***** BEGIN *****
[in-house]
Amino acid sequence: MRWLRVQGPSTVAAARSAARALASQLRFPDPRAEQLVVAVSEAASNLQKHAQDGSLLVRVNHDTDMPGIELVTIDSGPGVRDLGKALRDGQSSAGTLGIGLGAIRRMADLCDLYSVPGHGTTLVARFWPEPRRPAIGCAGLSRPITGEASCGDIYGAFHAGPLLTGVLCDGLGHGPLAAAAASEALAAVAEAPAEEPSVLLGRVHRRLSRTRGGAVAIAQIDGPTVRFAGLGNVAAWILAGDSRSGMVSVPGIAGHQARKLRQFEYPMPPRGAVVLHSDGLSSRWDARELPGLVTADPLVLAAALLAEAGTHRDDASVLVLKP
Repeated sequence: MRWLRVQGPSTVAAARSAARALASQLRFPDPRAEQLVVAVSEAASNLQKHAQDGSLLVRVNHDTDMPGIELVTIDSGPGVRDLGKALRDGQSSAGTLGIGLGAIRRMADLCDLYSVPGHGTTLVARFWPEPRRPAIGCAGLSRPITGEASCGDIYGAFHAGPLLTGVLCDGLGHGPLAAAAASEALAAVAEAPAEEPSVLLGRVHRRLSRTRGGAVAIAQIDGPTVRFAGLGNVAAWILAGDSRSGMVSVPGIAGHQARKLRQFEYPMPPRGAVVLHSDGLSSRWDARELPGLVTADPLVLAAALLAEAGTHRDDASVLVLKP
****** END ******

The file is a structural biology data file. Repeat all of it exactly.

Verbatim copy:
[in-house]
Amino acid sequence: MRWLRVQGPSTVAAARSAARALASQLRFPDPRAEQLVVAVSEAASNLQKHAQDGSLLVRVNHDTDMPGIELVTIDSGPGVRDLGKALRDGQSSAGTLGIGLGAIRRMADLCDLYSVPGHGTTLVARFWPEPRRPAIGCAGLSRPITGEASCGDIYGAFHAGPLLTGVLCDGLGHGPLAAAAASEALAAVAEAPAEEPSVLLGRVHRRLSRTRGGAVAIAQIDGPTVRFAGLGNVAAWILAGDSRSGMVSVPGIAGHQARKLRQFEYPMPPRGAVVLHSDGLSSRWDARELPGLVTADPLVLAAALLAEAGTHRDDASVLVLKP
Repeated sequence: MRWLRVQGPSTVAAARSAARALASQLRFPDPRAEQLVVAVSEAASNLQKHAQDGSLLVRVNHDTDMPGIELVTIDSGPGVRDLGKALRDGQSSAGTLGIGLGAIRRMADLCDLYSVPGHGTTLVARFWPEPRRPAIGCAGLSRPITGEASCGDIYGAFHAGPLLTGVLCDGLGHGPLAAAAASEALAAVAEAPAEEPSVLLGRVHRRLSRTRGGAVAIAQIDGPTVRFAGLGNVAAWILAGDSRSGMVSVPGIAGHQARKLRQFEYPMPPRGAVVLHSDGLSSRWDARELPGLVTADPLVLAAALLAEAGTHRDDASVLVLKP